About 13.1 million kids in America are living in homes with insufficient food, according to figures from the U.S. Department of Agriculture. Seniors and peoples with disabilities are also suffering from hunger in America, an often-overlooked problem.
Celebrity chef Tom Colicchio recently sat down with Rachel Martin of NPR’s Morning Edition to talk about hunger and ways to solve the problem.
On the topic of more farmers getting into school lunch programs, Colicchio says there has been a trend over the last three decades to move away from “scratch cooking to mass-produced food that’s thrown into a steamer.”
Colicchio is calling for more schools to move toward scratch cooking to provide children with more nutritious meals. He says making meals more nutritious in general is necessary.
The chef said he met with Senator Bennet in Colorado, where schools have moved back to scratch cooking. Colicchio says the schools use more local produce, and local farmers benefit from the move.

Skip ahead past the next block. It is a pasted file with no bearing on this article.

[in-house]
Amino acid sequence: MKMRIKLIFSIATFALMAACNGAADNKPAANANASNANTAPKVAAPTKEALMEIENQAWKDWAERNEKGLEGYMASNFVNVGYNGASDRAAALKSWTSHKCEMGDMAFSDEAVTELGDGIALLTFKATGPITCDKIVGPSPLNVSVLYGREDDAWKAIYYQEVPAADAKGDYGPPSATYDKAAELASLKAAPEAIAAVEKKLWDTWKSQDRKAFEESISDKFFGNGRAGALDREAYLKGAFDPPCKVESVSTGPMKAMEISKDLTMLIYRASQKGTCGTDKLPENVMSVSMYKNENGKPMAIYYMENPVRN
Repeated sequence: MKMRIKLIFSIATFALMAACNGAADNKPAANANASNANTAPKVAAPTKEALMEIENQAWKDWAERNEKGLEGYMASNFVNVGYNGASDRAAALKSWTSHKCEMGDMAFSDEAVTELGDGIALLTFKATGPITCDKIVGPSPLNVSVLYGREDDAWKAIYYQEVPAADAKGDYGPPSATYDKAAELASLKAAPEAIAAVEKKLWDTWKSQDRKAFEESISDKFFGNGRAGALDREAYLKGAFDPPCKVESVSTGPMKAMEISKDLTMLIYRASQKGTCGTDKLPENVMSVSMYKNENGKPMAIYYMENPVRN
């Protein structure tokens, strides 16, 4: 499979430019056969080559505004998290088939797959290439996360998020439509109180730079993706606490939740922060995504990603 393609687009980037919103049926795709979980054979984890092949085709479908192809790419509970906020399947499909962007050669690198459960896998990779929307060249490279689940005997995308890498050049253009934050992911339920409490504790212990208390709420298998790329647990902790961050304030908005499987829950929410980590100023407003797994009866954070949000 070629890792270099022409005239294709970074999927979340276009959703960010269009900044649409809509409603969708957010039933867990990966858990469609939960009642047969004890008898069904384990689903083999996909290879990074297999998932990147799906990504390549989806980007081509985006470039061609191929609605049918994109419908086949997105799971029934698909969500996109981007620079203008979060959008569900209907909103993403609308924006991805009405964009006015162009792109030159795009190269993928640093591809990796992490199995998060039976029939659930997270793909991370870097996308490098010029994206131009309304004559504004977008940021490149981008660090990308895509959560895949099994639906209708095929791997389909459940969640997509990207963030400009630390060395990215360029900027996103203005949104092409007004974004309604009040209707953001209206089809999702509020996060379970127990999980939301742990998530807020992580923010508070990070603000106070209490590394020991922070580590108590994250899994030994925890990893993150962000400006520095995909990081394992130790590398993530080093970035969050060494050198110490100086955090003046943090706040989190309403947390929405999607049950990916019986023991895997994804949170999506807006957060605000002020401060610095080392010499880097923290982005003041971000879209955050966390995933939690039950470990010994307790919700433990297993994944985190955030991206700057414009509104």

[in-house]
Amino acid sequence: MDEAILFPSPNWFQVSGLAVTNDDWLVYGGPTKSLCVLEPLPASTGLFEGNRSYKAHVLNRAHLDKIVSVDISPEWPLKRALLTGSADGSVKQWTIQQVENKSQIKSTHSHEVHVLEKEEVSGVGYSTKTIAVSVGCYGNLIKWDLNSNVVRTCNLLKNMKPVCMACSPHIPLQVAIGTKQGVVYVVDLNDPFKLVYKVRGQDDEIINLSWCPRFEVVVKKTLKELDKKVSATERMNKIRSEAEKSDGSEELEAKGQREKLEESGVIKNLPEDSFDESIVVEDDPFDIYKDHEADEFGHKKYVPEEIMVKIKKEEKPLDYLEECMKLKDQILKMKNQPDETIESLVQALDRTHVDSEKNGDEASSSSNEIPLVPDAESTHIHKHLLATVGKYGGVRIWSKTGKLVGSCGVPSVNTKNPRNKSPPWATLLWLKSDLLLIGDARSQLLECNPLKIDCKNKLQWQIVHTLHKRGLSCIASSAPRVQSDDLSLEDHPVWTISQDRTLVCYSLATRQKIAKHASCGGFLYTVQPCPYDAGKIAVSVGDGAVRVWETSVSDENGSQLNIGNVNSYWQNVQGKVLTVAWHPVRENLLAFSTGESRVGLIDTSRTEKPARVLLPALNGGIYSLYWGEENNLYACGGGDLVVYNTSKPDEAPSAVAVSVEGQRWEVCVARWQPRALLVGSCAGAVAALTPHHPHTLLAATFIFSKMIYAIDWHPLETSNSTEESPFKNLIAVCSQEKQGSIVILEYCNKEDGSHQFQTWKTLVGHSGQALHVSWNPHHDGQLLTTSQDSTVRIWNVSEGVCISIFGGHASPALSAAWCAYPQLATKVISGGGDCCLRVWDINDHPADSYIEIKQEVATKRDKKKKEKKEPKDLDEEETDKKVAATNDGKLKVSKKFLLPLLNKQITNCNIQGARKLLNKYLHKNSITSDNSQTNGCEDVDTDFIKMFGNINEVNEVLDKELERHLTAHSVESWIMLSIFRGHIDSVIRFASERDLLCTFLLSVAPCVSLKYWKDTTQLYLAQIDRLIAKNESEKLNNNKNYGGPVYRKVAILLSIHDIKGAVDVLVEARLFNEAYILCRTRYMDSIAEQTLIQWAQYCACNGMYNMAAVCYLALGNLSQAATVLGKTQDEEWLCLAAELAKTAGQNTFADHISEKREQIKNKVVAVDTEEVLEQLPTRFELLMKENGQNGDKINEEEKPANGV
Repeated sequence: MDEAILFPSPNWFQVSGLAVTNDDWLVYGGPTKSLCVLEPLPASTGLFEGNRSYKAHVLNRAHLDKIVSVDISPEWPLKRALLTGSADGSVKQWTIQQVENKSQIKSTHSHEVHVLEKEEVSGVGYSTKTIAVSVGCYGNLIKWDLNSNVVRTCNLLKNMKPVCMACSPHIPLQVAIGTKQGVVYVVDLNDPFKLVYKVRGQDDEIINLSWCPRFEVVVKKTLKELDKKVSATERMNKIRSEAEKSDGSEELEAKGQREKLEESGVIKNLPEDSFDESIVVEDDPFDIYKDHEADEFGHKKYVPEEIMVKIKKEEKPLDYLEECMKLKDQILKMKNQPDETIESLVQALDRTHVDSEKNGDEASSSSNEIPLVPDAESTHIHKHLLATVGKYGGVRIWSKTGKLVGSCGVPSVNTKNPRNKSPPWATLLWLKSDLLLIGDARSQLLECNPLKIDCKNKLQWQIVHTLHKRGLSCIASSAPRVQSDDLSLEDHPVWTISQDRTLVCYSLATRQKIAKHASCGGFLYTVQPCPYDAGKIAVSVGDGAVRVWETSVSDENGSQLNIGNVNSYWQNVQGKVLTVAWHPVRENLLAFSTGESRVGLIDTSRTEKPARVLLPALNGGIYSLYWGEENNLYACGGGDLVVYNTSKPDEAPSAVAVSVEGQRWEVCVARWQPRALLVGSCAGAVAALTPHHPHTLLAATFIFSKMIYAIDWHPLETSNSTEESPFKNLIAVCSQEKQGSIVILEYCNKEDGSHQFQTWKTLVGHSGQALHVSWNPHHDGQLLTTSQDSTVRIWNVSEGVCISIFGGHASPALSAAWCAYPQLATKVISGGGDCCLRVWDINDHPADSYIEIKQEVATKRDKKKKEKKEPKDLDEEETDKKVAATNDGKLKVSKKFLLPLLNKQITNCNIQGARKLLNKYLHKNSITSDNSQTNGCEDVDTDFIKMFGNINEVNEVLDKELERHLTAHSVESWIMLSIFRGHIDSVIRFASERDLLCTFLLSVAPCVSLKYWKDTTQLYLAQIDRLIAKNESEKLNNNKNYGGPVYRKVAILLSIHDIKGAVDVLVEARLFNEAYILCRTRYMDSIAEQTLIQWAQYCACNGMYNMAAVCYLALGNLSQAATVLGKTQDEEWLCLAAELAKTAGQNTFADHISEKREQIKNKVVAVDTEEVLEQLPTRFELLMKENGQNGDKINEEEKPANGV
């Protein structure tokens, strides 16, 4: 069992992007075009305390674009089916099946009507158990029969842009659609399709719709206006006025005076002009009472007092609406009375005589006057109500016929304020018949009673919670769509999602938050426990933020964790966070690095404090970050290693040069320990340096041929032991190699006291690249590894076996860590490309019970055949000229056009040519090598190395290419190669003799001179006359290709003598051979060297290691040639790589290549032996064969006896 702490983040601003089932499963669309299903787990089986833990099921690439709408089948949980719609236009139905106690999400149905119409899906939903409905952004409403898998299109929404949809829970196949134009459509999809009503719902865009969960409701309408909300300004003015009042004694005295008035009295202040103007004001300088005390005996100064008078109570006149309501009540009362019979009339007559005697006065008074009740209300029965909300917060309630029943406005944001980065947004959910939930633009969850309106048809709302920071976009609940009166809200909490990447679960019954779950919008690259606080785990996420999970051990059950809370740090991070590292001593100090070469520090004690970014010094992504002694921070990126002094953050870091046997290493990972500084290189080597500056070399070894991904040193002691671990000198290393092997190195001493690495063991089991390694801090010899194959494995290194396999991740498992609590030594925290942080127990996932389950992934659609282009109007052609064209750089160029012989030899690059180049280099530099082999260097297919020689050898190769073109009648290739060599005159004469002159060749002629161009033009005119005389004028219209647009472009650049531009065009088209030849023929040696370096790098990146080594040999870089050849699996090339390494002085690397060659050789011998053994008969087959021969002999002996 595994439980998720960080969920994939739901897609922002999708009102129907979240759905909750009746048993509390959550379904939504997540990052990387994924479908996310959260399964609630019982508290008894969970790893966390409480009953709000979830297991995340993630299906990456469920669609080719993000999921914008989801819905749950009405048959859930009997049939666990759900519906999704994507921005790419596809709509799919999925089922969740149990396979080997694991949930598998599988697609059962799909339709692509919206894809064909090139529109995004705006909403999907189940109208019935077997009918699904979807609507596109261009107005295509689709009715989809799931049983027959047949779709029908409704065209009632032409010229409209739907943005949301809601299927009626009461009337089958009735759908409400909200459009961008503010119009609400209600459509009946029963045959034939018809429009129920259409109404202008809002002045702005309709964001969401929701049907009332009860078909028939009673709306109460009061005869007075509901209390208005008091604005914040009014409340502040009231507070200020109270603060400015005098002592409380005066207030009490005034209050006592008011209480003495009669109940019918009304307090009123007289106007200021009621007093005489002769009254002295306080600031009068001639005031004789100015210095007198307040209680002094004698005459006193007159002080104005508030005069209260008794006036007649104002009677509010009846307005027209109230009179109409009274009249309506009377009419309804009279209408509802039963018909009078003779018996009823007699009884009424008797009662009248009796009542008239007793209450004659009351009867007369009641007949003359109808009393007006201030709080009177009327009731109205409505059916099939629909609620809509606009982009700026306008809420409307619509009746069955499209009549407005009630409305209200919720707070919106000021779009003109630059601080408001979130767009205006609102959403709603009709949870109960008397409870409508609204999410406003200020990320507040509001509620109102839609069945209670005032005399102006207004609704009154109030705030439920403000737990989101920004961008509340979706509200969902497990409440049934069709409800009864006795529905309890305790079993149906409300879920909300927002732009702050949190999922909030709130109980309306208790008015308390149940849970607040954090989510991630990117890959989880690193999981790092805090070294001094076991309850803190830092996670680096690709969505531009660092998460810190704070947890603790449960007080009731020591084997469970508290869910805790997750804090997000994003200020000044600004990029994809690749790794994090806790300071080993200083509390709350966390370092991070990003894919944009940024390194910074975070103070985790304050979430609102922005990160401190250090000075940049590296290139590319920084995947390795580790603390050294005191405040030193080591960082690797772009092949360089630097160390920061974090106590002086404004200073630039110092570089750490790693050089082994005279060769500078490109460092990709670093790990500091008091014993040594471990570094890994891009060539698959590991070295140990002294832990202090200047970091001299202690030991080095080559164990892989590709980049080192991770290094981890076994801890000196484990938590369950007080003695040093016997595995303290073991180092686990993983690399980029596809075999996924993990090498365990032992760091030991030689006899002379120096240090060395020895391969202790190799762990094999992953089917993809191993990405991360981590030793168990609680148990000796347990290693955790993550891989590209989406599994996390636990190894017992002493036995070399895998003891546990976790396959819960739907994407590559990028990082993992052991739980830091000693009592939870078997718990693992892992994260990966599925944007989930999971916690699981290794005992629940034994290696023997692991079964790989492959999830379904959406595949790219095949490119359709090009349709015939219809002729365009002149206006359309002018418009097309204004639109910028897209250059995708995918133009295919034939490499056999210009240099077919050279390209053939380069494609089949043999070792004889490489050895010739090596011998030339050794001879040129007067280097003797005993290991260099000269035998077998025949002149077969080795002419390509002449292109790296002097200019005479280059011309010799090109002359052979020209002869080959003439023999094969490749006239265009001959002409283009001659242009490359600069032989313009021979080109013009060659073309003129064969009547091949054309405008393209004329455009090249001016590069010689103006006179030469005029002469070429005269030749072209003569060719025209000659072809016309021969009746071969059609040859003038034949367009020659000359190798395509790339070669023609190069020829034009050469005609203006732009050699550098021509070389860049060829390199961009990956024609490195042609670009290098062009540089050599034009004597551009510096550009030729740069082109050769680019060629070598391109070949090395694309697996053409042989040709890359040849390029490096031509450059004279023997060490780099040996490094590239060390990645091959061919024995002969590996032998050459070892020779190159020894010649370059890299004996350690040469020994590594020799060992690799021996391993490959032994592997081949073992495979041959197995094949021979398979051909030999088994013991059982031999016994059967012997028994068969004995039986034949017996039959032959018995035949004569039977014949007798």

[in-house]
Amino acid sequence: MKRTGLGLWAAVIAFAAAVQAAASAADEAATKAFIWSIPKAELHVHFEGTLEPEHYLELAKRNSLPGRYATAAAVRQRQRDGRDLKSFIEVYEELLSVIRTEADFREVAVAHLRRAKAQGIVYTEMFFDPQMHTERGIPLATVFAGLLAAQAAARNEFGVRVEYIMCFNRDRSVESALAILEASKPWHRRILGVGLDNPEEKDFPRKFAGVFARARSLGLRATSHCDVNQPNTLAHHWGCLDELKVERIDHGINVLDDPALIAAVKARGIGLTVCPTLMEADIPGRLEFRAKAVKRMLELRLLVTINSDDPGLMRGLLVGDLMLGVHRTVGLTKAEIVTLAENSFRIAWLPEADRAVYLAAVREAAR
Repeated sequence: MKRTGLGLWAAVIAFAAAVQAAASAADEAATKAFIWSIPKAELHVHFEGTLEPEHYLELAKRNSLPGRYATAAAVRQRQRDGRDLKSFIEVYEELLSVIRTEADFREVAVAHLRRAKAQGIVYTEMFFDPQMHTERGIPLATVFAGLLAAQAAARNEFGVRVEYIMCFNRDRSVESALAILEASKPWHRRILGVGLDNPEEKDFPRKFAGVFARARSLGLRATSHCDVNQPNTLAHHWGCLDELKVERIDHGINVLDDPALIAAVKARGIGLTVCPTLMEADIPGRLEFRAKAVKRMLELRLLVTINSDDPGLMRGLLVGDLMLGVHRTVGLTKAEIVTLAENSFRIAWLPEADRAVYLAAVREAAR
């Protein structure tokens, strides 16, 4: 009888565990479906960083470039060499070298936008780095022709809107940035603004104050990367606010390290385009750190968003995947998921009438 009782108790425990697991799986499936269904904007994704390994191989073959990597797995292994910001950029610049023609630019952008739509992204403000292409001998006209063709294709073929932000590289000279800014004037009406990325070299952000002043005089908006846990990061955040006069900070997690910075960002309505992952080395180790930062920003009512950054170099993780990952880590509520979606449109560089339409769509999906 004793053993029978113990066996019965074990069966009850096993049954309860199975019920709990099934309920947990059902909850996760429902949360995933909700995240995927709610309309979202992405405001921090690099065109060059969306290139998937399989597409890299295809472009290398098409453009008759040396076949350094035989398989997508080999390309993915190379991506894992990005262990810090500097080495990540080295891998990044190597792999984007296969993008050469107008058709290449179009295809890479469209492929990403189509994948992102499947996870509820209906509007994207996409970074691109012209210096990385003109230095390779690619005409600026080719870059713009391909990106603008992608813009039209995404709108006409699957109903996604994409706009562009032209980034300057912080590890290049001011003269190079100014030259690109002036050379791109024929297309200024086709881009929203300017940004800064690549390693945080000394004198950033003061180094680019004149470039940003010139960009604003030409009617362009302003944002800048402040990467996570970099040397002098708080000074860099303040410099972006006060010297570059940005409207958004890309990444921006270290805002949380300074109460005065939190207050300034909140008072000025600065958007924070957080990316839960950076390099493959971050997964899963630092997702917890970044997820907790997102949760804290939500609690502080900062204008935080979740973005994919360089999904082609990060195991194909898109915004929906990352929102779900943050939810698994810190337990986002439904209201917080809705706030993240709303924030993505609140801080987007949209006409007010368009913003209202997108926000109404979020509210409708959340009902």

“We produce a lot of calories in this country – calories are cheap, but nutrition is expensive,” he told Morning Edition.
The celebrity chef says it’s important to make sure children get the nutrition they need to reach their potential in life.
Colicchio highlighted the fact that America spends “$200 billion a year on health care issues that are food related, like diabetes and heart disease.” About a quarter of the kids who join the military are sent home because they’re not fit to fight, he says, which can affect national security in the long run.
Food is produced in a way that negatively impacts the environment, he said, which can be changed with changes to farming practices.
When it comes to hunger, Colicchio says it’s not that there’s not enough food in America or because of a drought. He says the problem is Americans do not have “the political will to make sure that every single person is fed.”
“We can end hunger in this country,” he said.